Living with cancer blog
Mayo Clinic offers gene panel testing to target cancer treatment
By Sheryl M. Ness, R.N. May 22, 2014
In April, Mayo Clinic announced the launch of a cancer gene panel performed by next generation sequencing.
This cancer tumor gene panel is a test that can be used for patients who have solid tumors such as lung, colon, breast, kidney and liver cancers.
The gene panel looks at the patient's tumor cells and tests for 50 genes that can affect tumor growth and could identify specific treatment options directed against the genetic mutation.
For years, researchers and oncologists have been making discoveries about genetic mutations that drive the growth of certain cancers. Much work has been done to discover and create drugs that can target specific genetic mutations and shut down their ability to keep the tumor alive and growing.
It's this collection of known cancer genes (oncogenes) and targeted agents that are the background for the creation of the gene panel test.
This type of testing is a great example of how Mayo Clinic provides individualized cancer care.
Each person's cancer tumor makeup is different and should be treated using the most effective drugs or combination of drugs that are known to work against the tumor characteristics. The ultimate goal of the gene panel test is to help oncologists find the right drug the first time.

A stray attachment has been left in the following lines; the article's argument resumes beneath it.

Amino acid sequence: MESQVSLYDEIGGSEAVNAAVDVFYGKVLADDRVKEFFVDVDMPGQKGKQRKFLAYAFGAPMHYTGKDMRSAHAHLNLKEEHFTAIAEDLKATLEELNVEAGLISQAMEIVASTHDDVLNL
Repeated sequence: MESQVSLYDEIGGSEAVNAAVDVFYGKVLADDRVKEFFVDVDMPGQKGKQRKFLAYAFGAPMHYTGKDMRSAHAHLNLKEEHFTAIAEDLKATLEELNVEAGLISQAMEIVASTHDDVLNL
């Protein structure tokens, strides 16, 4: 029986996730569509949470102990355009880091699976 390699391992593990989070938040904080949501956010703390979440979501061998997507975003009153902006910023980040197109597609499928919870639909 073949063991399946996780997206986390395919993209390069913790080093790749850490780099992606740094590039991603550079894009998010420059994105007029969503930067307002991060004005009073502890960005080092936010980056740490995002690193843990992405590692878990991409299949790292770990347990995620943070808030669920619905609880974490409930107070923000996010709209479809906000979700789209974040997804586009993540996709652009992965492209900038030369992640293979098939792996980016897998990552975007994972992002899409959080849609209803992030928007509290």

The test is now available to Mayo Clinic patients and to oncologists worldwide through Mayo Medical Laboratories.
For more information, see http://newsnetwork.mayoclinic.org/discussion/mayo-clinic-launches-50-gene-cancer-panel-test.
Patients can be evaluated through The Mayo Clinic Center for Individualized Medicine, which is home to the Individualized Medicine Clinic, the world's first integrated multidisciplinary genomics clinic, serving patients with advanced cancer and complex diagnoses.
The center discovers and integrates the latest in genomic, molecular and clinical sciences into personalized care for each Mayo Clinic patient. For more, visit: http://mayoresearch.mayo.edu/center-for-individualized-medicine.
I'd love to hear from anyone who has experienced gene testing for their cancer. What was your experience?
May 22, 2014
Sheryl M. Ness, R.N.